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Tuesday, February 19, 2013

Biomass Crop Assistance Program (BCAP): Status and Issues

Randy Schnepf
Specialist in Agricultural Policy

The Food, Conservation, and Energy Act of 2008 (P.L. 110-246, 2008 farm bill) created the Biomass Crop Assistance Program (BCAP) to assist with the bioenergy industry’s hurdle of continuous biomass availability—viewed as a critical deterrent to private sector investment in the cellulosic biofuels industry. To accomplish this, BCAP was charged with two tasks: (1) to support the establishment and production of eligible crops for conversion to bioenergy in selected areas, and (2) to assist agricultural and forest land owners and operators with collection, harvest, storage, and transportation of eligible material for use in a biomass conversion facility.

BCAP is administered by the U.S. Department of Agriculture’s (USDA’s) Farm Service Agency (FSA). BCAP provides two categories of financial assistance: annual and establishment payments, which share in the cost of establishing eligible biomass crops and maintaining production; and matching payments, which share in the cost of the collection, harvest, storage, and transportation of biomass to an eligible biomass conversion facility. The payments have different eligibility and sign-up requirements, payment rates, and contract lengths. BCAP assistance for establishing and producing biomass crops is available within designated project areas. BCAP project areas are specific geographic areas where producers may enroll land into BCAP contracts and produce specified biomass crops. As of June 2012, eleven BCAP project areas had been approved.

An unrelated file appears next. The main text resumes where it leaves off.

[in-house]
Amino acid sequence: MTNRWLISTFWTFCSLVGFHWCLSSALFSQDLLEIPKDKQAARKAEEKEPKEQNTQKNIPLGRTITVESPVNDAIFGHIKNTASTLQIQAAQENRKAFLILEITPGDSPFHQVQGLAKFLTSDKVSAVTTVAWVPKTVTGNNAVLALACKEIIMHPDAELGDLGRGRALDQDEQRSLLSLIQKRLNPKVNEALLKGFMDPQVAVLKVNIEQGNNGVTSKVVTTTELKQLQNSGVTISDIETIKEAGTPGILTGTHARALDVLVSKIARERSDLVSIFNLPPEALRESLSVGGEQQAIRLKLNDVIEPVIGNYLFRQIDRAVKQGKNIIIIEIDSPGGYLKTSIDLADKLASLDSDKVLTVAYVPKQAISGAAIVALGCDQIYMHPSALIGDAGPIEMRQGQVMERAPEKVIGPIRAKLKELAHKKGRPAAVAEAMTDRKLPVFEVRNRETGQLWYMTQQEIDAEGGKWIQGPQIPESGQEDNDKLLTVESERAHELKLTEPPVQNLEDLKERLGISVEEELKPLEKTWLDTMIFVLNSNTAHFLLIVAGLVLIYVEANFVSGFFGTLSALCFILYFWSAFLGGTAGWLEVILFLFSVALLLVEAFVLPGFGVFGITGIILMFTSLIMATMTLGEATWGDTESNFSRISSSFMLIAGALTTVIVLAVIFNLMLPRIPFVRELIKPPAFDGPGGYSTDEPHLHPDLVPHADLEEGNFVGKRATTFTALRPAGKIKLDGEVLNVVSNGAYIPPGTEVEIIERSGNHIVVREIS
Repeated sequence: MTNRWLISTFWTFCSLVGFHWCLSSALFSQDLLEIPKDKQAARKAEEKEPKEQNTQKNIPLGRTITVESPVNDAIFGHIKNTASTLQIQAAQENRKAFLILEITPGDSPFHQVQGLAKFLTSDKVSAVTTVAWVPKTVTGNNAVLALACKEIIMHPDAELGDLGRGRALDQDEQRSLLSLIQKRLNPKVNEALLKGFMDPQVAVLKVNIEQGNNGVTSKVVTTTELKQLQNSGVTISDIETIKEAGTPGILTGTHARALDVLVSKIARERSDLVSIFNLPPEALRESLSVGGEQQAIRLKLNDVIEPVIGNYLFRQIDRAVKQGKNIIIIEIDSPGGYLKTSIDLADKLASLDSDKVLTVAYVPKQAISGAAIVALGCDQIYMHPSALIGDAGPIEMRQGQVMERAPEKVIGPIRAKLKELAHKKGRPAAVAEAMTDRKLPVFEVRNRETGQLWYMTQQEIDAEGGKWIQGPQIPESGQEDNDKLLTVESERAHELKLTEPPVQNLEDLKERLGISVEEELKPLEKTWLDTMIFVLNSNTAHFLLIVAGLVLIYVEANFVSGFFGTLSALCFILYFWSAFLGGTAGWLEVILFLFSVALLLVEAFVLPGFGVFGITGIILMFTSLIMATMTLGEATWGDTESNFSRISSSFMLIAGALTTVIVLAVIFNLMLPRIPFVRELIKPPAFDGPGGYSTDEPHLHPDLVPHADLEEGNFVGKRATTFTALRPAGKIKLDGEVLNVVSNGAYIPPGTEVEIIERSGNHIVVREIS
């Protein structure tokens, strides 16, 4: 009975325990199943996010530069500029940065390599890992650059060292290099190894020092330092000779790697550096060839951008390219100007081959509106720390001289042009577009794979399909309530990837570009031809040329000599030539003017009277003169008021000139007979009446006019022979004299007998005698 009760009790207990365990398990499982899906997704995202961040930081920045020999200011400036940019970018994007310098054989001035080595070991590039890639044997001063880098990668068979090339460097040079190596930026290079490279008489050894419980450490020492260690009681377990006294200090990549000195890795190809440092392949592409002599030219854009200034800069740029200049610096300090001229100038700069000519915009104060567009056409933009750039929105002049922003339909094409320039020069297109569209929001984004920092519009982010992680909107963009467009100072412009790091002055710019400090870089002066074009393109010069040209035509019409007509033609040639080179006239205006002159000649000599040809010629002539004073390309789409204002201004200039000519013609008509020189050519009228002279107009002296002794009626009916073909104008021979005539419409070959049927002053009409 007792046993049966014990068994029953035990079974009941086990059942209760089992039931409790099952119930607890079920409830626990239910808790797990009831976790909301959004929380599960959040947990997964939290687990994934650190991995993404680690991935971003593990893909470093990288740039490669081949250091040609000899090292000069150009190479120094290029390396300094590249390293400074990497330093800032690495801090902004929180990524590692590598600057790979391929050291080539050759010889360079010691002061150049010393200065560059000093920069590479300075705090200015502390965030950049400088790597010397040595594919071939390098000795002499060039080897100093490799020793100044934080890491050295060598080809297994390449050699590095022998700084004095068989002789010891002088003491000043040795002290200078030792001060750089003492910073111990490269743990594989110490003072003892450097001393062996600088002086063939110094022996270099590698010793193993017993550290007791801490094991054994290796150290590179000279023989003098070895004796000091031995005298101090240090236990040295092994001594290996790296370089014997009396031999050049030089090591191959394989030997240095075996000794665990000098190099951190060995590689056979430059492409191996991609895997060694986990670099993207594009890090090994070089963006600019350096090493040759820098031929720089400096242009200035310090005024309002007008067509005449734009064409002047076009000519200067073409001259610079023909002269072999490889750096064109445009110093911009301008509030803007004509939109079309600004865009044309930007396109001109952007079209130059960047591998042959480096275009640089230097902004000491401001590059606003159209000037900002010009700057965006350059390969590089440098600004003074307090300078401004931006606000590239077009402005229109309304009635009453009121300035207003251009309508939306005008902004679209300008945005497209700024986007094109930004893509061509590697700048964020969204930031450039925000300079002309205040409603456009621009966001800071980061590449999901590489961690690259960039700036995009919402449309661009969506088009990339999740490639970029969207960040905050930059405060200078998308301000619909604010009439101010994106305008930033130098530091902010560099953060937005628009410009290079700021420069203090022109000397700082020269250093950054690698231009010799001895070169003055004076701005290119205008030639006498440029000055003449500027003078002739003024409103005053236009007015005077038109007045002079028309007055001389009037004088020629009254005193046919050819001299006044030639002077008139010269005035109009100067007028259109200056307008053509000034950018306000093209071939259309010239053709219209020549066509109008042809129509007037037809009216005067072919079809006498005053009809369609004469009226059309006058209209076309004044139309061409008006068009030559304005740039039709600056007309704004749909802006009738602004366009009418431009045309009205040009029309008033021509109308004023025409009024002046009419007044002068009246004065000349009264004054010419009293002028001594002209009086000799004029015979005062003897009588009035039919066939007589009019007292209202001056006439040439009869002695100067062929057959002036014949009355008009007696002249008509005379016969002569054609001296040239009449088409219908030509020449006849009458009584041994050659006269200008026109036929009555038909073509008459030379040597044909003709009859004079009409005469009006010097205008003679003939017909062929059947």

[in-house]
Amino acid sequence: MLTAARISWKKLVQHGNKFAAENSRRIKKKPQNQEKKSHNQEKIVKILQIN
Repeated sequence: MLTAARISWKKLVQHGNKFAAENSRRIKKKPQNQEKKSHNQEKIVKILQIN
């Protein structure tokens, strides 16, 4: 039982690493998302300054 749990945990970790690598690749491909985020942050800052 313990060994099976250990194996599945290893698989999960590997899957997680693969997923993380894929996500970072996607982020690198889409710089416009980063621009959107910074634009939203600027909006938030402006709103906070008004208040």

On June 11, 2009, FSA implemented one portion of BCAP—the Collection, Harvest, Storage, and Transportation (CHST) matching payment program—through a Notice of Funds Availability in the Federal Register. The partial implementation created a possible unintended consequence of market competition for wood shavings, wood chips, sawdust, and other wood “scraps” between traditional purchasers—namely landscapers and particleboard manufactures—and facilities that convert biomass to energy. The issuance of the BCAP proposed rule on February 8, 2010, suspended CHST program enrollment and proposed rules for the implementation of the remainder of the BCAP program. USDA issued the BCAP final rule on October 27, 2010, implementing both program components.

Under the 2008 farm bill, BCAP was authorized to receive such sums as necessary, meaning that funding for BCAP is both mandatory through the Commodity Credit Corporation and open-ended since it depends on program participation. However, recent congressional actions (as part of the annual appropriations process) have capped program funding in FY2010, FY2011, and FY2012. In response to funding reductions, USDA temporarily suspended the CHST matching payment portion of the program through FY2011, and re-prioritized future program funds in favor of uses that emphasize annual and establishment payments, especially under existing contracts, over CHST matching payments.

While BCAP is in the early stages of implementation, concerns regarding eligibility, funding, and sustainability continue to be discussed. These issues could shape future congressional action on the program in the context of budgetary measures and possible reauthorization in the next farm bill. In particular, BCAP does not include “baseline” budget spending beyond FY2012. Based on current budgetary requirements, the authorizing committees could potentially need to secure offset funding if BCAP were to be reauthorized in the next farm bill. This could prove difficult given tight budgetary constraints and the more recent and higher projections of the program’s cost compared to its initial cost estimates.

Date of Report: January 29, 2013
Number of Pages: 24
Order Number: R41296
Price: $29.95

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